Alzheimer’s Study, Third Meeting


So I finished the neuropsych test. I’ve taken them before. The first was after we had to place my mother in a nursing home. Her boyfriend and the eldercare social worker both called me and my sister to tell us that Mother could no longer live without support. She lived in another state at the time so Patty and I were suspicious of her illness but not certain. The social worker kept us informed.

The tellers at her bank always double teamed her because, as she was walking out the door, she forgot that she had gotten money. She would go driving around in the middle of the night. For the moment, she at least, was finding her way home, at least that was our hope. She had gotten into a few car wrecks and misunderstandings with the neighbors. A friend was helping her pay the bills.

Since Mother was living out of state, we got a local lawyer who specialized in eldercare and Patty and I went to court behind Mom’s back because she didn’t believe that she was ill.

Long story short—it was a heart-breaking day. We had to break my mother’s heart to keep her safe. My sister and I broke a little too.

My mother had been a dynamic nurse. She helped do research in cardiac catheterization and cancer treatment. Likely as not, if you get intravenous chemotherapy, you are being treated with something she helped build.

She traveled the world teaching people how to implant the subcutaneous chemotherapy pump she helped invent. She had friends all over the world. She saved lives. Now she could walk past someone she had known for years and not recognize them—someone like her daughter.

My sister and I broke a little for our mother but I was also scared. Mother, both her sisters and her mother had all died from ALZ. My mother has lived the longest. She is 92 and the only one left.

I have to face the distinct possibility that I will share their fate. So when I got home after the nightmare trip to make my mother safe in spite of her wishes, I made an appointment with a neurologist.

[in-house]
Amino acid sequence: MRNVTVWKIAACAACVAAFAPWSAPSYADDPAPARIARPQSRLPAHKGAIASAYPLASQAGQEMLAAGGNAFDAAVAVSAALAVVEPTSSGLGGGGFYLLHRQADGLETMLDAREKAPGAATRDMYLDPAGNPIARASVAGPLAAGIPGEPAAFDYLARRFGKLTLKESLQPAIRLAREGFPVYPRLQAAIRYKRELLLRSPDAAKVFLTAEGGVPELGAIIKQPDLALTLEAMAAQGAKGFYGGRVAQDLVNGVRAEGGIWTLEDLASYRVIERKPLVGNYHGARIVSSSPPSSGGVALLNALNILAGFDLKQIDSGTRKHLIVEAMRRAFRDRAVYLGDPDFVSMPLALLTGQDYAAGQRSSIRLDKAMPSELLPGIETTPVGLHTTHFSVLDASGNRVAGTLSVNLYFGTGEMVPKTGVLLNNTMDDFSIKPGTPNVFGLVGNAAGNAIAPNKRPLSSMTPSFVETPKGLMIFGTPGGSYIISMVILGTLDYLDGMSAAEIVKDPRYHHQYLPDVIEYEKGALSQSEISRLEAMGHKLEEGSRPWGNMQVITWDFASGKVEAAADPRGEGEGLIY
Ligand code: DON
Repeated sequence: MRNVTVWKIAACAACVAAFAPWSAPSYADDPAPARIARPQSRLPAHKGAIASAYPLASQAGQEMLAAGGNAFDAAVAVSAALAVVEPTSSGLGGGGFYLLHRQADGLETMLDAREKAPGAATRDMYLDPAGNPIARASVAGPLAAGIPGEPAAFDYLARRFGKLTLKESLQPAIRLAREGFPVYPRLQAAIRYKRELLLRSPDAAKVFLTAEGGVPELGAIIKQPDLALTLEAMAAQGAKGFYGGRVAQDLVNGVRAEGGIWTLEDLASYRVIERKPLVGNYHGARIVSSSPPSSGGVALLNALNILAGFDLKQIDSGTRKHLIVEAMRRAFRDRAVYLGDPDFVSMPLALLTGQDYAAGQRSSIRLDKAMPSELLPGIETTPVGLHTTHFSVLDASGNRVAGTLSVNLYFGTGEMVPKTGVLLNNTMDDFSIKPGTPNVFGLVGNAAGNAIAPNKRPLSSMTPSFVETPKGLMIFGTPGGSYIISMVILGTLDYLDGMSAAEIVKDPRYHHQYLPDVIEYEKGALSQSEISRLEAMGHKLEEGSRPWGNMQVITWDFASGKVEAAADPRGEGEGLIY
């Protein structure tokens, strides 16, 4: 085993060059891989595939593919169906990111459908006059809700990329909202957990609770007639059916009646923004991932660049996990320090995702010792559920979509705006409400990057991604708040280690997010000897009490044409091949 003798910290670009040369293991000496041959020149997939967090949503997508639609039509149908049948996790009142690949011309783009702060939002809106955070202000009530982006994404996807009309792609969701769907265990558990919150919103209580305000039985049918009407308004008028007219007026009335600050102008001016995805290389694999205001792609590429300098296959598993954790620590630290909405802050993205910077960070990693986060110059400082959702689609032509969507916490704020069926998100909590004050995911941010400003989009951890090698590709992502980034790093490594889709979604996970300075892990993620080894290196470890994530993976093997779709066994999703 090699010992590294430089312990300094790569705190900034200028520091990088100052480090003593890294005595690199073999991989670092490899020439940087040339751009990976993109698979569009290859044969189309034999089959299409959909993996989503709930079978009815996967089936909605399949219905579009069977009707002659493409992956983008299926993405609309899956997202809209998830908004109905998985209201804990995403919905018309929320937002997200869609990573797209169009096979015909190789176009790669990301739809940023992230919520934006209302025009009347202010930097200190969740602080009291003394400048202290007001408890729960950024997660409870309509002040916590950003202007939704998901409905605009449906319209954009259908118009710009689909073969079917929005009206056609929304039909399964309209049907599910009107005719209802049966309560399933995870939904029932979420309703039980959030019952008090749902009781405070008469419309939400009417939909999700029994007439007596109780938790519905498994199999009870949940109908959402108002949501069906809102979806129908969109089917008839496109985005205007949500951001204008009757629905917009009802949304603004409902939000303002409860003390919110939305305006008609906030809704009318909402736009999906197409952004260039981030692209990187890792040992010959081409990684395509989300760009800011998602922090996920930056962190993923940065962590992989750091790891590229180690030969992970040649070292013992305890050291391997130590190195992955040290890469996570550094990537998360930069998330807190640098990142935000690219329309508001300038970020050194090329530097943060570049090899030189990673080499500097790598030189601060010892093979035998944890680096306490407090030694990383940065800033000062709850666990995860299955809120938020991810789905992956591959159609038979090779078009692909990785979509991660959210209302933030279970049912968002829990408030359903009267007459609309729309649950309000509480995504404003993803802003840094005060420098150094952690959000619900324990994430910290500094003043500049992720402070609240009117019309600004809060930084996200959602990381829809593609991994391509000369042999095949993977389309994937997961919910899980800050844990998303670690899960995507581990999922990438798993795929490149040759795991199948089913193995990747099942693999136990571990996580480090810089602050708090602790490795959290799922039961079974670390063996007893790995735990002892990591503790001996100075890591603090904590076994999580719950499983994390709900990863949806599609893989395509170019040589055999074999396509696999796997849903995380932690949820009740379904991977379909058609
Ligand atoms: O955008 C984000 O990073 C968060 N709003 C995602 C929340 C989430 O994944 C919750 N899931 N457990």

My first clue that my visit to the doctor might be a little premature was the nurse seeing me to the exam room then running down the hall shouting, “She came by herself!”

“Well, yeah.” I said. “I don’t have Alzheimer’s at the moment but I’m worried.” Everyone calmed down and they proceeded to examine me.

They took some blood which is how I found out I have the bad gene and they gave me a neuropsych test to see how my brain was functioning at that moment.

The test is actually kind of fun. They give you lists of words and ask you to say as many as you can remember. They give you lists of numbers, starting with four and going up to eight or so and ask you to recite them. Sometimes they ask you to recite them backwards. They ask you to count backwards from 100 by threes or sevens. I hate that one. I’m terrible at it.

They tell you stories and ask you to repeat them. During that first test, they told me a story about a cafeteria worker with two children who got mugged and the police took a collection to help her out. This time, with the clinical trial, they told me about a tsunami that hit Miami Beach and did about 27 million dollar’s-worth of damage. Seventeen people were injured but no one died. I like stories. I have a special capacity to remember them. Maybe that’s why I try to write them.

The test administrator (the inquisitor?) told me that I did well on the test. He sounded impressed. So far so good.

Next visit, I get an MRI.